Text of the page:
It is not wise to drink like there is no tomorrow if tomorrow you have to drive 200km to Nizwa. I, the ever designated driver have knowingly abstained from mixing wine-bacardi-baileys-tequila-beer  drinks, the same cannot be said for Yulya. “Don’t play with someone who can play better” that is what the evening of day 2 has taught me! Raising bright an early, violently knocking on Yulya’s door for about half an hour until her highness emerged growling “but we were supposed to wake up at 9”, whilst clock said 8- Kuwait time. Making sure everyone was up and running, I dashed out to get some coffee, (see below-the best post-tequila breakfast) and made it back home within half an hour to kick butts out of the door. To grunts and whines, I loaded Alex and Yulya into the car, she sat there without as much as a sigh, quite the whole way. Occasionally she would stir, take our her beloved camera and shoot the scenery around. Then she would quickly succumb to the hangover and grow quite again. Driving to Nizwa is challenging enough without someone constantly remind you that they are going to barf. I was determined to make it to Golden Tulip Hotel, where Nina was waiting for us. Seeing the state we were in, she suggested taking her car instead and heading out to Nizwa Souq and Tanuf. To Yulya’s exclamations of “i feel bad, so bad, so bad” we drove on to Nizwa Fort, to find the area deserted except for a few trucks selling goats. The smells of stalls that sold “fresh chicken” did not aid the hangover in the slightest bit. Luckily not all the stores were closed and we managed to sneak a peak at the renowned silverware, pottery and Omani handcrafts. She took some amazing shots for her Project 365- an act worthy of recognition considering how badly she was feeling.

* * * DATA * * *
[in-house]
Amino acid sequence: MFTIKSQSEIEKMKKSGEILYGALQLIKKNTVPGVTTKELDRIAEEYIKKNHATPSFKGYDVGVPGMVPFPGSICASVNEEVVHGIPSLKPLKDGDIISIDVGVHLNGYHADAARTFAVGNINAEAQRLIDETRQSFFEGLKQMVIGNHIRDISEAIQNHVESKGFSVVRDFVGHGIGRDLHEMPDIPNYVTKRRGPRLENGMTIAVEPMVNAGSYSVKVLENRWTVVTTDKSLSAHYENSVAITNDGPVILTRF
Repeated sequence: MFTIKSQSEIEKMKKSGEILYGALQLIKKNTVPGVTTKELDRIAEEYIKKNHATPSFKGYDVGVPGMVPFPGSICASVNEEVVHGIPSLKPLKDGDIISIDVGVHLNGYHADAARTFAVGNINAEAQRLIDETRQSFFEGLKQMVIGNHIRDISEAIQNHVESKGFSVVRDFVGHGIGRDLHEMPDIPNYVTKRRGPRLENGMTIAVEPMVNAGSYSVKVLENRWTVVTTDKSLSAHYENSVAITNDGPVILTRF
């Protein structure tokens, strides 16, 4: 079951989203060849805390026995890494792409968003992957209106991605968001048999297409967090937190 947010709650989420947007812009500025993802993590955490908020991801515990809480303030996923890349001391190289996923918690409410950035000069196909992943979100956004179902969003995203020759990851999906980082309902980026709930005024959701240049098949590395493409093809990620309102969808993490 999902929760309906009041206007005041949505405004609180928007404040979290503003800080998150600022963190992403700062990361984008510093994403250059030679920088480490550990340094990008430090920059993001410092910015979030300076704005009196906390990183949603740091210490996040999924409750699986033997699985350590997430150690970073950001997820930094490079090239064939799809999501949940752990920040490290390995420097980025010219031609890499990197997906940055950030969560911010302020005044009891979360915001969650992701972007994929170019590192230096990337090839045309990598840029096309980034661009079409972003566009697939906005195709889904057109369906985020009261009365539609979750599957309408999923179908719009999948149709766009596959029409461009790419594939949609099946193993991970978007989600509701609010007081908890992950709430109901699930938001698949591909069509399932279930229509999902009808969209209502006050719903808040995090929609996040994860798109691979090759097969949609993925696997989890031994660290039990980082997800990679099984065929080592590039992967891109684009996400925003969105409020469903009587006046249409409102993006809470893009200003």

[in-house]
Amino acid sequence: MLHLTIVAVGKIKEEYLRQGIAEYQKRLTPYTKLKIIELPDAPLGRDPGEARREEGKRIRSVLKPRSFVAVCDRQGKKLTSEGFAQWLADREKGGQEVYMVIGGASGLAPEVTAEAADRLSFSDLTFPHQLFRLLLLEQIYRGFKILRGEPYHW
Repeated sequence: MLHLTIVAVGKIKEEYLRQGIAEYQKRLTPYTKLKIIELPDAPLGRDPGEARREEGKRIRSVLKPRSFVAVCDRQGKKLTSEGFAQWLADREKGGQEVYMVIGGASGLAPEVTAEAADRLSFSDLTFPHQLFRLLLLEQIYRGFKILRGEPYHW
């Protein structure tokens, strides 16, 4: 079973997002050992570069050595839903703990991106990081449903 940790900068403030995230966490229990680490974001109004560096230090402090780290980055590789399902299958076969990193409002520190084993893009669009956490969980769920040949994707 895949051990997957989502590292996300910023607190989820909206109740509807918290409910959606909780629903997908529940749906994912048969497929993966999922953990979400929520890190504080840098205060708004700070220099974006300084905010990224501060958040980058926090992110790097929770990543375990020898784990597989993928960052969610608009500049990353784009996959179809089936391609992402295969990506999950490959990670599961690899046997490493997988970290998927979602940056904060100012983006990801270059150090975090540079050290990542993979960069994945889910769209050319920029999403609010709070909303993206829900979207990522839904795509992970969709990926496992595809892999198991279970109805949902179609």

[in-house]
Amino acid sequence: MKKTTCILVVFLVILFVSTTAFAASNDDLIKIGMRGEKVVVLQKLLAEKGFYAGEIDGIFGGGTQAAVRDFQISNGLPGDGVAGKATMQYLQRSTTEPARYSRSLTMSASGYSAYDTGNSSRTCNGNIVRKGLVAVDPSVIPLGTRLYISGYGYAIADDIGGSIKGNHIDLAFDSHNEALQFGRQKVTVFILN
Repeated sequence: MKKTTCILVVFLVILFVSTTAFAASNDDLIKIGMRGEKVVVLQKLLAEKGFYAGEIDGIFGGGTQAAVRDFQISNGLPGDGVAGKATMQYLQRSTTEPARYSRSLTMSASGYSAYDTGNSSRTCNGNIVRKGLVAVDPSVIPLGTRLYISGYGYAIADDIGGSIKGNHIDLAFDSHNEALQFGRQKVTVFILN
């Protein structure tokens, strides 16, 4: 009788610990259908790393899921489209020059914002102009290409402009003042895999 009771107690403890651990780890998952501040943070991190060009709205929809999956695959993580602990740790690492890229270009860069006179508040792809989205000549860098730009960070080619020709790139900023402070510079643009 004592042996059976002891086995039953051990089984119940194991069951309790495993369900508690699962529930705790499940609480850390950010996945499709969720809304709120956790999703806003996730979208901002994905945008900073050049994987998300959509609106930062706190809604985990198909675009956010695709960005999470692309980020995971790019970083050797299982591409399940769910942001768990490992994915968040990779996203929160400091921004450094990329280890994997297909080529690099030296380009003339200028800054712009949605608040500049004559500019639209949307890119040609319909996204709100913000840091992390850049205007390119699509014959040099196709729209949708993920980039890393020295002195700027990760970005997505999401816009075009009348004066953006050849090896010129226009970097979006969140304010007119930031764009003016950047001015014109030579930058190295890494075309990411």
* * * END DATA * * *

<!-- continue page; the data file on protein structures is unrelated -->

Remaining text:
The Nizwa Fort was obviously closed given the Eid Holidays, so we performed our usual routine of posing next to the shut gates and cannons that decorate the entrance. There were very few tourists around, and people in general seemed to be celebrating at home rather than filling the streets of Nizwa. By midday we were mighty hungry and oblivious to the fact that EVERYTHING IS CLOSED DURING EID. Giving up our quest for traditional Omani food, we made our way to the abandoned village of Tanuf, a site of ruins and historical sights. Even the faded mud houses were not a good enough cause for Yulya to get out of the car. We drove on to Tanuf, going off-road with the help of a 4×4 button on Nina’s car. Herein my geographical challenge kicks in, and although I know there was a dam and a wadi- I cannot remember the name of the place. However, it was cool, refreshing and gorgeously adorned with greenery of all shapes and sizes. Trekking through the mountains for a mere 10 minutes was enough to realize that we simply cannot go on without food. By then it was already 1pm, our sick tourist was demanding a meal and pictures of mountains tired themselves out (Yulya: “wow, we don’t have mountains that are this gorgeous in Kuwait”). Hunger forced us to head to Al Hoota Cave, we knew for certain that they have a decent buffet at just 5 OMR per person. Little did we know that the entire population of Muscat has decided to flock to Al Hoota Cave that day. It was after all an Eid Holiday, but we kept on forgetting that significant detail because we were on a holiday of our own. A plateful of kebab and spaghetti bolognaise later, we stretched out in the outdoor patio of the restaurant, overlooking a scenic mountainous landscape above which thunderstorm clouds gathered. Eager to get back home, but dreading the 2 hour drive we lazily made our way to the car and headed to Golden Tulip Hotel to pick up my companion- the Sunny. We hastily organized the smokers (Nina and Alex) to head back to Muscat in one car, while I had Yulya with me. We talked the whole way down to Muscat, which is a big deal for me- because I am not a talker. Her hangover seemed to be dissapearing by the hour, or maybe it just knew that regardless of it’s presence we would still head to Left Bank for cosmopolitans later that evening.